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About this recording
In March 2021, the Association of Anaesthetists released new guidance on the Recommendations for standards of monitoring during anaesthesia and recovery. Amongst other things, these guidelines stated “Capillary blood glucose and ketone monitoring should be immediately accessible in every location where patients are anaesthetised and blood glucose should be measured at least hourly in patients with treated diabetes.”
The aim of this webinar is to discuss the rationale for this statement, and there will be four talks.
One will examine the global burden of diabetes in the surgical population and the need to prevent dysglycaemia. The other three will examine and discuss the harms associated with dysglycaemia and the rational for the new guidance.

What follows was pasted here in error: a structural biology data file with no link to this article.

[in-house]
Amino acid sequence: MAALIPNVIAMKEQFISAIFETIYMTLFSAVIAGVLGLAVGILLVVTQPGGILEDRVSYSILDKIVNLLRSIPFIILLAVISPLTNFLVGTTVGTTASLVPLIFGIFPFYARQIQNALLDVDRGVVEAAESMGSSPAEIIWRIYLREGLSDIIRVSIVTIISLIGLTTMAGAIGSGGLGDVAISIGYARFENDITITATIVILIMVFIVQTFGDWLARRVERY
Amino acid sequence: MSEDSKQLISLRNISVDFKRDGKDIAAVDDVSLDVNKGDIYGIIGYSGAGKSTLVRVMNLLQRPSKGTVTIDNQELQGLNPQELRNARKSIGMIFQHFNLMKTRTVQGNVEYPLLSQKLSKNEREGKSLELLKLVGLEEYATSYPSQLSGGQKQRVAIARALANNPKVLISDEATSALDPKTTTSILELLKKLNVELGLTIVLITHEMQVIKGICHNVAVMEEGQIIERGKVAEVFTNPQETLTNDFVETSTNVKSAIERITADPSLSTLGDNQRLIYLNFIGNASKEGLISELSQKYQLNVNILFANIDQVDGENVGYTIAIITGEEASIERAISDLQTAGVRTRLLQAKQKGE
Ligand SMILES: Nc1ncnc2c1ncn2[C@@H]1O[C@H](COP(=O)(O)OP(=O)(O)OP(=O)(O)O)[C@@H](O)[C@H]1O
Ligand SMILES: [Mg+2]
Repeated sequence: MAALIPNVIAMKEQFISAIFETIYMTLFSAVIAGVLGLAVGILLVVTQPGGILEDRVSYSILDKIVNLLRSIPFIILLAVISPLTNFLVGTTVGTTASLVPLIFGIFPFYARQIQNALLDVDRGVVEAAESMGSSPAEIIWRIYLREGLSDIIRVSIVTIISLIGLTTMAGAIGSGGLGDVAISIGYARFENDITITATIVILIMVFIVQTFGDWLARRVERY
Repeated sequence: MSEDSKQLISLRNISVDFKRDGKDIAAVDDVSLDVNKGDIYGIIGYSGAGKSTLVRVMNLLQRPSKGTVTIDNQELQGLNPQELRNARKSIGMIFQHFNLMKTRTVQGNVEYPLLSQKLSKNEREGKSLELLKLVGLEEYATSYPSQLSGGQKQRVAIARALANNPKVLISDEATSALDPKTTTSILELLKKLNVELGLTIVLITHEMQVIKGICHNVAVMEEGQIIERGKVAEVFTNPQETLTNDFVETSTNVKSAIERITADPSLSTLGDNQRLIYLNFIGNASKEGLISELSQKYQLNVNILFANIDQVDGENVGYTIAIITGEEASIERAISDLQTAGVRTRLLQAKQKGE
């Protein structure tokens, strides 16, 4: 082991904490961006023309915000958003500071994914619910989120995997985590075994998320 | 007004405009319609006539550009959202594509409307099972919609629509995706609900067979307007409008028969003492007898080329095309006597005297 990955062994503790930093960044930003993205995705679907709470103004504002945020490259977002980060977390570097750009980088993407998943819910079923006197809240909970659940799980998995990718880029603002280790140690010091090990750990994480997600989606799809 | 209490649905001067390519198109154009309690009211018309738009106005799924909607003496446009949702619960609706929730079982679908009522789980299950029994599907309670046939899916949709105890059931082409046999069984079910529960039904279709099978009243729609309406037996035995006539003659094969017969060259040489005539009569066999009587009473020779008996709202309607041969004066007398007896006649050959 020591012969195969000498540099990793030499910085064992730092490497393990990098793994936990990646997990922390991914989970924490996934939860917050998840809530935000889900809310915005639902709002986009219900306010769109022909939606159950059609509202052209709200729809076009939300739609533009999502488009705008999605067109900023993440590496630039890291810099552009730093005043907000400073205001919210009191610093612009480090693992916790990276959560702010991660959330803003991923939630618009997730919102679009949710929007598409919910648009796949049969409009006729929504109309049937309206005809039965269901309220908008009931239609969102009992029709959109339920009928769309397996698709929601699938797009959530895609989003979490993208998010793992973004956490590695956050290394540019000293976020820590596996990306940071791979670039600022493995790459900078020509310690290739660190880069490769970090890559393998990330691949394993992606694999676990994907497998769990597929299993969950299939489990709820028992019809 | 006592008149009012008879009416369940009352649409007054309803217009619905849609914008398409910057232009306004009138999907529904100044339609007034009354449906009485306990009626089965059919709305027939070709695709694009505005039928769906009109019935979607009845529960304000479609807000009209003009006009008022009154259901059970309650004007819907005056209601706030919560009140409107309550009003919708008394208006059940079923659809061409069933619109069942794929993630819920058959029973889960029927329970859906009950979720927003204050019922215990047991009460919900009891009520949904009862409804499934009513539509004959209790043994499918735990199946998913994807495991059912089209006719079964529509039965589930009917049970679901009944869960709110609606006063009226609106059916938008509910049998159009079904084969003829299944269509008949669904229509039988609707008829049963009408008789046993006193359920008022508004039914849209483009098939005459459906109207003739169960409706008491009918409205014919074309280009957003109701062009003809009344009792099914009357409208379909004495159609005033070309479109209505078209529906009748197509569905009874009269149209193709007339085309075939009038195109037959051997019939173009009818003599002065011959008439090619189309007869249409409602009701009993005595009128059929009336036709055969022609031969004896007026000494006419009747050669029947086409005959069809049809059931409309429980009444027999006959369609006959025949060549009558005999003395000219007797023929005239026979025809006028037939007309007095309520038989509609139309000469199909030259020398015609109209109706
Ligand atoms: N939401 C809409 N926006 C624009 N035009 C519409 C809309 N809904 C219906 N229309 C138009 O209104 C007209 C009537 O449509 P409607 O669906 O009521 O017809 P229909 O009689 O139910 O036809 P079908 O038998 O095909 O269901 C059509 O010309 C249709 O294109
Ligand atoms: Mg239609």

This seminar should have widespread and global appeal. Diabetes now affects up to 20% of surgical patients and is associated with worse outcomes. Evidence also demonstrates that good glycaemic control is associated with improved outcomes. Thus, the seminar will highlight the role of intra-operative monitoring to improve patient outcome and why glycaemic control is an important component of the Surgical Safety Checklist.
Organisers Dr Nicholas Levy, Prof Andy Klein, Prof Ketan Dhatariya
Chair Dr Nicholas Levy, Bury St Edmunds
Global epidemiology of diabetes in the surgical population – Professor Ketan Dhatariya, Norwich, UK
Effect of hyperglycaemia on surgical outcomes - Professor Guillermo Umpierrez, Atlanta, USA
Effect of hypoglycaemia on patient outcomes - Dr Aditi Modi, Suffolk, UK
Detection, prevention and management of DKA in the surgical population – Professor Priya Vellanki,
This webinar recording is kindly sponsored by Abbott